The National Park Service marks its centennial this month—and New Jersey has 12 reasons to celebrate. The state has a dozen NPS sites, including one of the newest members of the system, Paterson Great Falls, designated a National Historic Park in 2009.
The goal of the Organic Act of 1916, which created the NPS, is to conserve and protect the nature, history and wildlife of designated areas, leaving these sites “unimpaired for the enjoyment of future generations.” Here’s how to enjoy the Garden State’s share of the National Park bounty:
Paterson Great Falls
Located in the city conceived by Alexander Hamilton to spur American industry, the Paterson Great Falls succeeded in driving manufacturing in early 19th-century New Jersey. Today you can view the 77-foot-high falls from a footbridge over the teeming Passaic River. You can also walk along the raceway, the three-tiered canal that used water from the Passaic to power the surrounding mills. (The city will celebrate the NPS centennial on August 25 with the Savor Paterson Festival. Visit this website for details.)
Delaware Water Gap National Recreation Area
The Delaware Water Gap National Recreation Area offers nearly 70,000 acres of forests and yawning river expanses carved out by the Delaware River. The area encompasses 40 miles of river for canoeing, kayaking and tubing; endless hiking trails; and 100 miles of scenic roadway.
The Lower Delaware National Wild & Scenic River
The Lower Delaware National Wild & Scenic River runs downstream from the Water Gap to the site of George Washington’s crossing of the Delaware. Float the river or stroll through the historic towns along its banks.
Great Egg Harbor River
Great Egg Harbor River—named for its abundance of waterfowl nesting grounds—meanders for 129 miles from Berlin in Camden County to Great Egg Harbor near Ocean City. The river is considered one of the nation’s best birdwatching sites; it’s popular with canoers, kayakers and campers.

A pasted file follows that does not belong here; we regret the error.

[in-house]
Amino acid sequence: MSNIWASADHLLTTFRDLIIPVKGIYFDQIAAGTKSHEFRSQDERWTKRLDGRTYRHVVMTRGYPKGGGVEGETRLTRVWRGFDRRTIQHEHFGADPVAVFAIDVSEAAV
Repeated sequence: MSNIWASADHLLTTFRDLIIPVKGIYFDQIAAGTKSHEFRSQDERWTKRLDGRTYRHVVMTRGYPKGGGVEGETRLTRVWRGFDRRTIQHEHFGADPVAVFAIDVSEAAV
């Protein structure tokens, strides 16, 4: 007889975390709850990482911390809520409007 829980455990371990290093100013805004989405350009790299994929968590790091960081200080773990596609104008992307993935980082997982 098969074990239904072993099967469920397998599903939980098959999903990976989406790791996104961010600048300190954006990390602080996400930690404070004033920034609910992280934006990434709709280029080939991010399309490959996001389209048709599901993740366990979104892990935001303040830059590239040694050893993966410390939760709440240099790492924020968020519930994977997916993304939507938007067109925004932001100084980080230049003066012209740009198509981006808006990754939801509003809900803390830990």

Gateway National Recreation Area
Sandy Hook, the Jersey outpost of the Gateway National Recreation Area, is more than a popular beach. It’s an outpost for Shore camping, birdwatching, sunset bike rides along Fort Hancock’s Officers Row, and tours of historic sites, including Sandy Hook Lighthouse and a decommissioned Nike missile base.
New Jersey Coastal Heritage Trail
The 300-mile New Jersey Coastal Heritage Trail follows the state’s Atlantic coastline from Perth Amboy to Cape May, then west along the Delaware Bay, passing through Shore towns and salt marshes, and within view of numerous iconic lighthouses.
New Jersey is blessed with 72.2 miles of the 2,185-mile Appalachian Trail. The Garden State stretch includes scenic bluffs, glacial lakes and a boardwalk through a wetlands area. Take a two-hour hike or go all in with a multiday hiking/camping trip covering the entire Jersey section of the trail.
New Jersey Pinelands National Reserve
The New Jersey Pinelands National Reserve comprises 1.1 million acres of forests, wild rivers, cranberry bogs and historic towns. Take a hike or paddle a river, and you might spot a rare species of plant or animal life—or maybe even the Jersey Devil.
Morristown National Historical Park
The American Revolution is remembered at Morristown National Historical Park, which includes Washington’s headquarters for the winter of 1779-1780, his army’s encampment at Jockey Hollow, and a history museum.
Washington-Rochambeau National Historic Trail
The Washington-Rochambeau National Historic Trail runs through New Jersey and proceeds to Yorktown, Virginia, where armies led by Washington and French General Rochambeau defeated the British in the Revolutionary War’s last major battle.
Thomas Edison National Historic Park
History was also made at Thomas Edison National Historic Park in West Orange, the preserved laboratory of the influential inventor/entrepreneur. A ticket to the lab entitles you to visit Glenmont, Edison’s mansion in nearby Llewellyn Park.
The museum at Ellis Island (part of Statue of Liberty National Monument) documents the immigrant experience through a vast display of artifacts in the restored building where newcomers once set foot on U.S. soil for the first time.Click here to leave a comment